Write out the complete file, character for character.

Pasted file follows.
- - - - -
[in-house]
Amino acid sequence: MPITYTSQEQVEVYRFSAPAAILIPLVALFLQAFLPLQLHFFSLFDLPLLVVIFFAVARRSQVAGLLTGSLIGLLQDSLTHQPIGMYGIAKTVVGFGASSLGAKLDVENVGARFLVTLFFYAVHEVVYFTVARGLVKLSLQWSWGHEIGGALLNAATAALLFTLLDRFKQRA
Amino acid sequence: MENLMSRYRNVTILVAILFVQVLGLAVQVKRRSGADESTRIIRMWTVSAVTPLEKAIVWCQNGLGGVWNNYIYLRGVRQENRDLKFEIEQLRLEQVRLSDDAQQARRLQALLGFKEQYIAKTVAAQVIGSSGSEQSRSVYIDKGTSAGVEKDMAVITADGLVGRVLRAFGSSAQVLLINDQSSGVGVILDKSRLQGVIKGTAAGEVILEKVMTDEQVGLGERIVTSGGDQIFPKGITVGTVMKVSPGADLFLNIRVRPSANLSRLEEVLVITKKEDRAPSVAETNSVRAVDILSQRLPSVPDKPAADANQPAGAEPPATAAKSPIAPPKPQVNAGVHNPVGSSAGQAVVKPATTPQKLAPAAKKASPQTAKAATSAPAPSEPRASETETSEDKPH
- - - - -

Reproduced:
[in-house]
Amino acid sequence: MPITYTSQEQVEVYRFSAPAAILIPLVALFLQAFLPLQLHFFSLFDLPLLVVIFFAVARRSQVAGLLTGSLIGLLQDSLTHQPIGMYGIAKTVVGFGASSLGAKLDVENVGARFLVTLFFYAVHEVVYFTVARGLVKLSLQWSWGHEIGGALLNAATAALLFTLLDRFKQRA
Amino acid sequence: MENLMSRYRNVTILVAILFVQVLGLAVQVKRRSGADESTRIIRMWTVSAVTPLEKAIVWCQNGLGGVWNNYIYLRGVRQENRDLKFEIEQLRLEQVRLSDDAQQARRLQALLGFKEQYIAKTVAAQVIGSSGSEQSRSVYIDKGTSAGVEKDMAVITADGLVGRVLRAFGSSAQVLLINDQSSGVGVILDKSRLQGVIKGTAAGEVILEKVMTDEQVGLGERIVTSGGDQIFPKGITVGTVMKVSPGADLFLNIRVRPSANLSRLEEVLVITKKEDRAPSVAETNSVRAVDILSQRLPSVPDKPAADANQPAGAEPPATAAKSPIAPPKPQVNAGVHNPVGSSAGQAVVKPATTPQKLAPAAKKASPQTAKAATSAPAPSEPRASETETSEDKPH